Mueller, emails, presidential transition team, general services administration, PTT, GSA, Trump

But, But, Their Emails!

By Grace Lidia Suarez

The latest kerfuffle involving emails (electronic communications will be the death of us) involves the General Services Administration (GSA), Special Counsel Robert Mueller III, and the Presidential Transition Team (PTT, TFA). It seems PTT was storing its emails on a GSA server. This was perfectly aboveboard.

Mueller requested the emails from GSA and GSA turned over thousands. His team apparently used the contents of those emails to question various members of the Trump team. Several months later, Mueller requested the same emails from TFA. TFA gave Mueller a portion of those emails.

TFA eventually discovered Mueller had them all and, to use legal terminology, went bananas. Counsel for TFA Kory Langhofer wrote a letter to Congress complaining bitterly about the “unauthorized” review of the emails by Mueller.

The first thing that struck me is that he wrote to Congress. If in fact the review was unauthorized, it seems the logical thing to do is file a motion for return of property in federal court. What can Congress do? Also interesting is that what Langhofer is asking for is prospective relief on behalf of future presidents. What a nice guy.

This seems a strange tactic, almost as if he knew he doesn’t have a legal leg to stand on.

Paul Rosenzweig agrees.

General Counsel is dead. Deputy General Counsel denies this. Apparently no record exists of this very important conversation.

Leaving that alleged dispensation aside, there is the interesting question whether the emails were protected under some provision of law.

Could TFA invoke executive privilege?

One court has said no.

Defendant’s argument for withholding the photographed document under the executive privilege is unpersuasive. First, Secretary Kobach’s communication was made to a president-elect, not to a sitting president. Although a president-elect by statute and policy may be accorded security briefings and other transitional prerogatives, he or she has no constitutional power to make any decisions on behalf of the Executive Branch. No court has recognized the applicability of the executive privilege to communications made before a president takes office. If that were the law, it would mean that potentially almost everything communicated to a president-elect by the hundreds of persons seeking appointments in the new administration would be shielded by privilege. Fish v. Kobach.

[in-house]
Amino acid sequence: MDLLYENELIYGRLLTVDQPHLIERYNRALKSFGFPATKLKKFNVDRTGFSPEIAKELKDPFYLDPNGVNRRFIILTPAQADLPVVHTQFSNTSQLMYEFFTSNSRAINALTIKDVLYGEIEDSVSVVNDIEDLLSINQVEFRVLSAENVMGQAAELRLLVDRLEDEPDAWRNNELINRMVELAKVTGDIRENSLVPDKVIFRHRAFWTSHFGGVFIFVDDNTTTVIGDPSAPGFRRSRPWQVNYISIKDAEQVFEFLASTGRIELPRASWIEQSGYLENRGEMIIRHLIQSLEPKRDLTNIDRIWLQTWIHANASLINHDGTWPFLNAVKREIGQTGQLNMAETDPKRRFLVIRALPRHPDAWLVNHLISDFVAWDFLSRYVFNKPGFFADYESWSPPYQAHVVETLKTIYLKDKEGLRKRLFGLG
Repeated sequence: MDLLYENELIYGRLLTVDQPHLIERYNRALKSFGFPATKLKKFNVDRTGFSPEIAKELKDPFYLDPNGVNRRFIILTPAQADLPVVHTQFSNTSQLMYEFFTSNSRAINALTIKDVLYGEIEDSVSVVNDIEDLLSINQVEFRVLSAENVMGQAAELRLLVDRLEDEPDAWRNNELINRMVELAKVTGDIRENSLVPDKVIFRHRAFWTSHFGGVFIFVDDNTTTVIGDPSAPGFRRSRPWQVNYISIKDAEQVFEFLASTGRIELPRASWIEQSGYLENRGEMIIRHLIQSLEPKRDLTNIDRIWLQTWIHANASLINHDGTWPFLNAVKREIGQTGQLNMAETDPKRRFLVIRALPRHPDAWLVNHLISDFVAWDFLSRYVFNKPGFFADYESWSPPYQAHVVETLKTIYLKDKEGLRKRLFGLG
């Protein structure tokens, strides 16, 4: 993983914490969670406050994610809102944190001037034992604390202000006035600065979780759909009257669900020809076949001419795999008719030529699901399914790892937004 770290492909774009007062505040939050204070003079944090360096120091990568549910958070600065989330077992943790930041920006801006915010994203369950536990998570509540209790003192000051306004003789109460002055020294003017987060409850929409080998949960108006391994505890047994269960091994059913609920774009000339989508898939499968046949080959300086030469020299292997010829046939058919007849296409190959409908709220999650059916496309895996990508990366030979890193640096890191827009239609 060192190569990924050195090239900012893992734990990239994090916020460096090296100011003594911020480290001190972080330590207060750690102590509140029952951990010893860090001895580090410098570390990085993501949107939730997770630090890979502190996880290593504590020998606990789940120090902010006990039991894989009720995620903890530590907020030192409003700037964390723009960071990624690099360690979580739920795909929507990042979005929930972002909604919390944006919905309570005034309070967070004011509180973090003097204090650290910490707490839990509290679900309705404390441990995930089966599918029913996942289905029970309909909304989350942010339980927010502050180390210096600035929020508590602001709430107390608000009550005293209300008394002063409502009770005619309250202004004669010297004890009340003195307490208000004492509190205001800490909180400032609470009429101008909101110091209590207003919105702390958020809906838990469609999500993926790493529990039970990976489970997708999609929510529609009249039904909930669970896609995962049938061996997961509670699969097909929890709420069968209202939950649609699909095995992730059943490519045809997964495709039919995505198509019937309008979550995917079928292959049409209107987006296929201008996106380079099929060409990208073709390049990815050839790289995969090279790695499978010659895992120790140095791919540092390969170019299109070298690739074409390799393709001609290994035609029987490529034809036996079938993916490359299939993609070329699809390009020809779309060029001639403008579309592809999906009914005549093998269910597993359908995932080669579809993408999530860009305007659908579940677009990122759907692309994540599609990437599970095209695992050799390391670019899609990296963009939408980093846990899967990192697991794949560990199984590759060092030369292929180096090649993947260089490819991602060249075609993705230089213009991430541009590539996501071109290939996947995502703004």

In any event, only the holder, Donald Trump, could do so.

Are the emails protected by the attorney-client privilege?

Maybe some are communications seeking advice, made to a lawyer. But all of them? Highly unlikely.

As the Fish court put it

Because this litigation arises out of a federal statutory scheme, federal law governs the application of the attorney-client privilege. Under federal common law, the essential elements of the attorney-client privilege are: (1) where legal advice of any kind is sought (2) from a professional legal advisor in his capacity as such, (3) the communications relating to that purpose, (4) made in confidence (5) by the client, (6) are at his instance permanently protected (7) from disclosure by himself or by the legal advisor, (8) except if the protection is waived. Although this description suggests that the privilege only operates to protect a client’s communications to a lawyer, the Tenth Circuit recognizes that a lawyer’s communication to a client is also protected if it is “related to the rendition of legal services and advice.” “A party claiming the attorney-client privilege must prove its applicability, which is narrowly construed.”

Was the receipt of the emails unlawful under the Fourth Amendment?

Generally speaking, a person does not have a reasonable expectation of privacy in records stored with a third party absent a specific agreement, and therefore has no standing to complain if the third party voluntarily turns them over to law enforcement.

Here’s a typical warning when accessing a government computer system:

 

The bottom line is that the Presidential Transition Team does not appear to have grounds to demand the return of the emails. Which is probably why counsel is complaining to Congress, which can’t help Trump retroactively, and not racing to the courthouse.

Perhaps politicians should heed the words of Martin Michael Lomasney:

“Don’t write when you can talk; don’t talk when you can nod your head.”

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